Scholars and policymakers have long believed that the interdependence encouraged by trade relations encourages trust and peaceful relations. In this article, we examine the role of the GATT/WTO (and the trade it supposedly encourages) in conflict zones. Although the WTO is built on the notion that trade stimulates peace, policymakers really don’t know how more or less trade affects the human rights conditions of citizens living in zones of conflict. Policymakers often try to reduce trade in such zones in the hopes that sanctioning trade will reduce conflict. Yet, at other times, policymakers try to encourage trade in conflict zones. We show that policymakers have used several avenues under the WTO to discuss and address human rights in member states experiencing conflict or in post-conflict recovery. We then focus on how policymakers can achieve greater coherence among trade and human rights policies in conflict zones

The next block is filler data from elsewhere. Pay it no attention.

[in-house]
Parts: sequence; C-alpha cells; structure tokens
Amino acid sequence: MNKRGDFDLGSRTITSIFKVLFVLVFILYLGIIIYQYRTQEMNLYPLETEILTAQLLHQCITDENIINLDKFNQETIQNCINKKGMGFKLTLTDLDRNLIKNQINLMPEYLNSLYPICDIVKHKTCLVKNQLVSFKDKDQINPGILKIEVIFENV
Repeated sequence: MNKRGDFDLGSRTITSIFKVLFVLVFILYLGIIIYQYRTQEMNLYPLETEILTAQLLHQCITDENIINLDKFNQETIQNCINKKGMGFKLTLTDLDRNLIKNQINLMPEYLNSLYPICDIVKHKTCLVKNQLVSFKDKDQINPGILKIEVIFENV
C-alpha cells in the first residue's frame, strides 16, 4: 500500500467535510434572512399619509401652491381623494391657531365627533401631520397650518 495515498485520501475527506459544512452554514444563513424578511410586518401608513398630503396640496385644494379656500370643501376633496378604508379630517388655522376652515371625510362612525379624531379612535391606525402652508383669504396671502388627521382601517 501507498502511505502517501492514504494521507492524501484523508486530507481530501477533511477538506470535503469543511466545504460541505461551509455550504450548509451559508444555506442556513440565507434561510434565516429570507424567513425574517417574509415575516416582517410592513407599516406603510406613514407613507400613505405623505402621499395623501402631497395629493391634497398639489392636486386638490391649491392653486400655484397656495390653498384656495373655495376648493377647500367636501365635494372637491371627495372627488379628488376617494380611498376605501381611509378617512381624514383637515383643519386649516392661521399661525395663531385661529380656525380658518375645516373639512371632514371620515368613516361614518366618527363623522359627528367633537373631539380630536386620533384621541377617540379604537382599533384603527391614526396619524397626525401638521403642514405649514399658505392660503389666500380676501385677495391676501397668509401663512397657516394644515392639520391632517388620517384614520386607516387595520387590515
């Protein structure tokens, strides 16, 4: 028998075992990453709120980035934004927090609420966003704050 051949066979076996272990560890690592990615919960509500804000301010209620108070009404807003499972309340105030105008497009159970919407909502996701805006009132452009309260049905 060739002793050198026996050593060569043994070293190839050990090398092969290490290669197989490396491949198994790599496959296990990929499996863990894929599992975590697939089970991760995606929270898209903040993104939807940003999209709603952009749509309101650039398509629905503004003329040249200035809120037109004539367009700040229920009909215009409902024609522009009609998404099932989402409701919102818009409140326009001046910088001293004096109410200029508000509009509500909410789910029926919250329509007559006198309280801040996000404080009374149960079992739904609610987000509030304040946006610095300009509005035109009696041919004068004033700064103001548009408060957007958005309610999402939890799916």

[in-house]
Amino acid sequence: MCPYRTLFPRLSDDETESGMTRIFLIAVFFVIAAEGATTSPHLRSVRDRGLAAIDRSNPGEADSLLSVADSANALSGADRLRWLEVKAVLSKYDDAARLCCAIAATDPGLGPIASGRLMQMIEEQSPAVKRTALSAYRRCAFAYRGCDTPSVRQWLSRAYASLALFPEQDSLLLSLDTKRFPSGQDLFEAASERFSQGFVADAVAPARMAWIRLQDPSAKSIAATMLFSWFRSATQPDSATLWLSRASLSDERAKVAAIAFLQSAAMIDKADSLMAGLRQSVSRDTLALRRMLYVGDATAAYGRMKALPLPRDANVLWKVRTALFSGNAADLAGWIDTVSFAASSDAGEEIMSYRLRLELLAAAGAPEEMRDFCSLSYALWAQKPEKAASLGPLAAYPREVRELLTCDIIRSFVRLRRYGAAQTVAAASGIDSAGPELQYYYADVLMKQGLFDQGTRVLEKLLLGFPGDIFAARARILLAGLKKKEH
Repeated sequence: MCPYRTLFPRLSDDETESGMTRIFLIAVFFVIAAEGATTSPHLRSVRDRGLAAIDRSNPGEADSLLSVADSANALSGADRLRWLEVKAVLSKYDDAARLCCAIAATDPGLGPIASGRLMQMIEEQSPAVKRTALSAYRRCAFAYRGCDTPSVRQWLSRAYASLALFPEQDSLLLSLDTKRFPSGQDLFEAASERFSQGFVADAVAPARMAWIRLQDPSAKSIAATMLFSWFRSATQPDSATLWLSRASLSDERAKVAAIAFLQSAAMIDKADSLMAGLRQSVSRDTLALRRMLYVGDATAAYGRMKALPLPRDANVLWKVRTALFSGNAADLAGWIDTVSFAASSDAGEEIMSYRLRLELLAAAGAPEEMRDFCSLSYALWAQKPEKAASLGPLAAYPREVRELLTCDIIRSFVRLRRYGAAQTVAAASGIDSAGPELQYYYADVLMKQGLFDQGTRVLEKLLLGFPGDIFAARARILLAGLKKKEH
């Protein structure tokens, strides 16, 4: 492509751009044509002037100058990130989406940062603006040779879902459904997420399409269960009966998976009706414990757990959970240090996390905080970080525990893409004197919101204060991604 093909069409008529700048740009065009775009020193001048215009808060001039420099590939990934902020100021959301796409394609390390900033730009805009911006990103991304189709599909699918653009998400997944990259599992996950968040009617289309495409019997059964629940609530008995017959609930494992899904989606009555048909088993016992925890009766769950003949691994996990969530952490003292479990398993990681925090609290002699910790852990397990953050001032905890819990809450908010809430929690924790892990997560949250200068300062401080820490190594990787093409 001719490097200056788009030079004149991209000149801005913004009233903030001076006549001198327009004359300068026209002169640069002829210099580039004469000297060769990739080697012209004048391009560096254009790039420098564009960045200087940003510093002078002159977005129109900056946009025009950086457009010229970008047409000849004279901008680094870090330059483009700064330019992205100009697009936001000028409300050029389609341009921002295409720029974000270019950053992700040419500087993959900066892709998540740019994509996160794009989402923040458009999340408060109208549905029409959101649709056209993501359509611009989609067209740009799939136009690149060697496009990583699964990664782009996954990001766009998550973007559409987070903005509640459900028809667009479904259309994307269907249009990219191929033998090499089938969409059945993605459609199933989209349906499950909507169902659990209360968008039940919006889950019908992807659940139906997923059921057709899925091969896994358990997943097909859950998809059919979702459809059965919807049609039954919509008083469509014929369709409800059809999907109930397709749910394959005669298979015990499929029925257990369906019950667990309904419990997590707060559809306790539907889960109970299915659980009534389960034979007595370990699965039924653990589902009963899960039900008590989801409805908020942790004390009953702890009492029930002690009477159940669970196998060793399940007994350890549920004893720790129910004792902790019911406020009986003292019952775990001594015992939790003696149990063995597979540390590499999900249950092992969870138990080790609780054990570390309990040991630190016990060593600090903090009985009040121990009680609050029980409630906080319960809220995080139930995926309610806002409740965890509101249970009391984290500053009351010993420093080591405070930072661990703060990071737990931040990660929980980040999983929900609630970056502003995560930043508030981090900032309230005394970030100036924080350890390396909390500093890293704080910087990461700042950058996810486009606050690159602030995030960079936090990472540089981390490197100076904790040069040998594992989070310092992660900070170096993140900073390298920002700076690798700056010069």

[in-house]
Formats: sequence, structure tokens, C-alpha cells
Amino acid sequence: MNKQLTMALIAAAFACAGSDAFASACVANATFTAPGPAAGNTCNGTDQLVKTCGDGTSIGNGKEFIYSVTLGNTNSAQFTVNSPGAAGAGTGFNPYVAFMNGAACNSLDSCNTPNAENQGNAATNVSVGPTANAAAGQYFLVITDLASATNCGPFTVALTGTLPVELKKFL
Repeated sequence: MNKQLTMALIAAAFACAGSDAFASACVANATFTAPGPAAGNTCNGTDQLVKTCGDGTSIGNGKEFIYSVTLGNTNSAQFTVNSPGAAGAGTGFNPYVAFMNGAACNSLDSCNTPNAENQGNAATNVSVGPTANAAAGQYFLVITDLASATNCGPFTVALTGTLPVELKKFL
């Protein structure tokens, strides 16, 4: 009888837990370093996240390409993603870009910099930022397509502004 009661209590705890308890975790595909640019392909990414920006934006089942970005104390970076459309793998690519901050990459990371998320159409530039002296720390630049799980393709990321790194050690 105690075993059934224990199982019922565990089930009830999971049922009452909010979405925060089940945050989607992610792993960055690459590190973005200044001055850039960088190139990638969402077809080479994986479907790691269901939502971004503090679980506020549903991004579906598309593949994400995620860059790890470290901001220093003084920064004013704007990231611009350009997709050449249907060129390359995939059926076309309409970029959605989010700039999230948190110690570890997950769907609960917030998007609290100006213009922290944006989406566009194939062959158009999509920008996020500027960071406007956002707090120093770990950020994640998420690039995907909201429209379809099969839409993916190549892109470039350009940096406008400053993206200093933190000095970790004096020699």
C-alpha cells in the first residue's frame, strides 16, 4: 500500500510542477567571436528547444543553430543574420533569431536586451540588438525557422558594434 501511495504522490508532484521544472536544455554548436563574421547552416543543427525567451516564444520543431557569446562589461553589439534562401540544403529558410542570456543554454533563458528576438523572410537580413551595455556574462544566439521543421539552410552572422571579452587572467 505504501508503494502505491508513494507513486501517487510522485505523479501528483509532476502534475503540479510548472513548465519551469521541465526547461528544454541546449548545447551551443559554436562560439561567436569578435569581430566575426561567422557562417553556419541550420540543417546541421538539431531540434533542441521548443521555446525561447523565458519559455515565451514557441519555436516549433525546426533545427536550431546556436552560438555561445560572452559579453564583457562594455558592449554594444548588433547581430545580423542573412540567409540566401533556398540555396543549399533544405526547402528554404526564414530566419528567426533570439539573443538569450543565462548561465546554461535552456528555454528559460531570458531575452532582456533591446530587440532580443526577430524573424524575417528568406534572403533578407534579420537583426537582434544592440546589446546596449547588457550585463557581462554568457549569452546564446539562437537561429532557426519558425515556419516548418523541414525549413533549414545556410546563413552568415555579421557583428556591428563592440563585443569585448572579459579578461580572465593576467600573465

- The International Covenant on Civil and Political Rights and the Strategic Shift to Forced Disappearance
- Do Non–Human Rights Regimes Undermine the Achievement of Economic and Social Rights?
- The WTO helps member states keep the peace only when it increases trade
- Does the WTO Help Member States Clean Up?
- Does the WTO Help Member States Improve Governance?
- Is More Trade Always Better? The WTO & Human Rights in Conflict Zones
- De Facto Judicial Independence and Physical Integrity Rights
- The Paradox of the WTO: Development, Good Governance and Human Rights